In other words, when we fit a wing-mirror to a budget car, we effectively snip the wires, and it acts just like a cheap wing mirror. We fucked up here in some ways, and spent the money to make an expensive component that got wasted. This is effectively very simple to implement, as some code can handle this at the fitting stage (stripping inappropriate features before adding them to the car). This is potentially very frustrating to the player, as if they want to produced everything locally, they are effectively wasting money (and resources) on every cheap car they produce. This is not efficient, and efficiency is the key to the game :(

Solution B: Scrap the idea of embedded features in components.

This means that all the component fitting is done *at the assembly line*. So factory slots now just make wing-mirrors, and the upgrades move to the fitting slot. This simplifies the games design from a tutorial POV very much, but it re-introduces big bottleneck, is very unrealistic, and involves a lot of change which will fuck up save games. Plus it doesn’t solve the core problem anyway, we still may have the wrong resources at the fitting stage.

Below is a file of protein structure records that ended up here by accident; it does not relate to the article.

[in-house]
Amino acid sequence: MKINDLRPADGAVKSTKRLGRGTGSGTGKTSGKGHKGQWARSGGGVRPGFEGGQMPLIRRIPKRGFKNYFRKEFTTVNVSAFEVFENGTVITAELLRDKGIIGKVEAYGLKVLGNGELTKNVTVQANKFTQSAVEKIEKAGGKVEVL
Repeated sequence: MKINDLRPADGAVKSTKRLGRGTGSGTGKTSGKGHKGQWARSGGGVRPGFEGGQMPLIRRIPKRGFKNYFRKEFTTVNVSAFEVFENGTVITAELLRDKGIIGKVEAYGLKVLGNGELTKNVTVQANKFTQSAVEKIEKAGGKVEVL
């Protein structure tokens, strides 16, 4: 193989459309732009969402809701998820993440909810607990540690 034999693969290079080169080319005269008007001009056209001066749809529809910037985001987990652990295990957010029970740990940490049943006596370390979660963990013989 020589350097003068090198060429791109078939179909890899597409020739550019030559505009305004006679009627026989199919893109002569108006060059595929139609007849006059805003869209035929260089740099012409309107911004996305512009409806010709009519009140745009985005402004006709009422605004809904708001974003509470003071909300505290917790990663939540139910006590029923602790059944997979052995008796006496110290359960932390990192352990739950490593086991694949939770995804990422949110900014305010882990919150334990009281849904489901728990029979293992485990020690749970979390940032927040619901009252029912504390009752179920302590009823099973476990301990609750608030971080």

Solution C: Allow manual configuration of assembly-line stockpiles.

Right now, the player has no control over what components a fitting-slot orders. It decides what to order when a new car arrives, and it then ‘over-orders’ on the assumption that the following car will be the same design. Because the player knows that all those aluminium stocks for an aluminium body shell are not needed for 90% of the cars, he/she could specify what to keep in stock instead, giving the player micro-management. The downside is this will not work AT ALL if you go BBBBBLLBBBBBLL, and thus the local ‘caching’ demands change. Plus its rife with the possibility of bugs, and confusion.